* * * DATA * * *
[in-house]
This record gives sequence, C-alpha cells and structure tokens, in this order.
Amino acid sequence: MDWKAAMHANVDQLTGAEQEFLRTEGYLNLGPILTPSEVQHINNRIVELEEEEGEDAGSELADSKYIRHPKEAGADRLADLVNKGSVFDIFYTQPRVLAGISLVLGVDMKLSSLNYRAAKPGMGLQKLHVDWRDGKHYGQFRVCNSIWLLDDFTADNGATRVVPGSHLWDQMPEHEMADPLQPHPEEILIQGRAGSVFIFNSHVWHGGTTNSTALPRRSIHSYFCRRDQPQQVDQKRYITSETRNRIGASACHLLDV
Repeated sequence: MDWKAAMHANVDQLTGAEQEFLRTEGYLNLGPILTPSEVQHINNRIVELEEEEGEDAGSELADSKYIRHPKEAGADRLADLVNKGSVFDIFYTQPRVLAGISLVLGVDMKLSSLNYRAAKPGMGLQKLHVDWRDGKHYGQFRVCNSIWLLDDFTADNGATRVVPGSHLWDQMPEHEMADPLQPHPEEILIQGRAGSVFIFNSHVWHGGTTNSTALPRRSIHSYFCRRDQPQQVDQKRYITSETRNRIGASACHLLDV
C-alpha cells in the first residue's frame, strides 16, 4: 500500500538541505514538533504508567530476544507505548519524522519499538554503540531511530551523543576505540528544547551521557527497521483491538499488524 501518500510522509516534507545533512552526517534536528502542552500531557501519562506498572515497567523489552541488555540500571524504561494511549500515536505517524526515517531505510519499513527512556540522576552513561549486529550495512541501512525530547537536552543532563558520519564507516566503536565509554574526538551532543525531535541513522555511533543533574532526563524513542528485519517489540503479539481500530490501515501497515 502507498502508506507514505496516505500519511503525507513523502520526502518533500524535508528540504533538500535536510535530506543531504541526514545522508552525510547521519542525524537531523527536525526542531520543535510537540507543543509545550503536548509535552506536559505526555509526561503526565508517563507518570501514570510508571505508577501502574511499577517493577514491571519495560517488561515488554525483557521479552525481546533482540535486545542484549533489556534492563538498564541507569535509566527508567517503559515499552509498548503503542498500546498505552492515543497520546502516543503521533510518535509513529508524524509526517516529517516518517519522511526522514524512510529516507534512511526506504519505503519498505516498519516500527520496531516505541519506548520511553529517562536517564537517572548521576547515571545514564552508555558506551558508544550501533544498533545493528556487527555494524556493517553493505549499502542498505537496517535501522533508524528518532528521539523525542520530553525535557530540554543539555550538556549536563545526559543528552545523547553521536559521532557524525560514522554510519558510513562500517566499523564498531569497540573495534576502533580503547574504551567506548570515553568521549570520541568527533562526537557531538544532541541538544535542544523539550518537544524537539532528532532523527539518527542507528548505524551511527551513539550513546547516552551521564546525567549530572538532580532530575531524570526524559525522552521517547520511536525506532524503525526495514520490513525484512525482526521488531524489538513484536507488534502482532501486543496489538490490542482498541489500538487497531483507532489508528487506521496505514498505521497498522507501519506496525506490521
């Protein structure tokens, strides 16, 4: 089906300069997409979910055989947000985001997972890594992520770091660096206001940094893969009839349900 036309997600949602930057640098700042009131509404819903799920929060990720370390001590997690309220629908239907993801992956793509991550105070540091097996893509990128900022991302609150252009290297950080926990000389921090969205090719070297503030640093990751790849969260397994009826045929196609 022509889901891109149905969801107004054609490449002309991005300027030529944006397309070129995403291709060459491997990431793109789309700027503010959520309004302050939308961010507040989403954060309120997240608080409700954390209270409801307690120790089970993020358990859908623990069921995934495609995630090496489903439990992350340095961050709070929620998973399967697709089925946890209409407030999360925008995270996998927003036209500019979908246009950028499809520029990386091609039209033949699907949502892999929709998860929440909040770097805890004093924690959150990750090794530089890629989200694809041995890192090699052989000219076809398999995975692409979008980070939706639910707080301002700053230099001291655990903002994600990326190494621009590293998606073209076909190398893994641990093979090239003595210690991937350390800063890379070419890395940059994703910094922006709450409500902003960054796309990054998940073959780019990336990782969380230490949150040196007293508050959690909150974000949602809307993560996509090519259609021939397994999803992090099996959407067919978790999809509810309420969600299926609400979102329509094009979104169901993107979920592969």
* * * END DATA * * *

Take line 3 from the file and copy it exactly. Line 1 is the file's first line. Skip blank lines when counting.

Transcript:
Amino acid sequence: MDWKAAMHANVDQLTGAEQEFLRTEGYLNLGPILTPSEVQHINNRIVELEEEEGEDAGSELADSKYIRHPKEAGADRLADLVNKGSVFDIFYTQPRVLAGISLVLGVDMKLSSLNYRAAKPGMGLQKLHVDWRDGKHYGQFRVCNSIWLLDDFTADNGATRVVPGSHLWDQMPEHEMADPLQPHPEEILIQGRAGSVFIFNSHVWHGGTTNSTALPRRSIHSYFCRRDQPQQVDQKRYITSETRNRIGASACHLLDV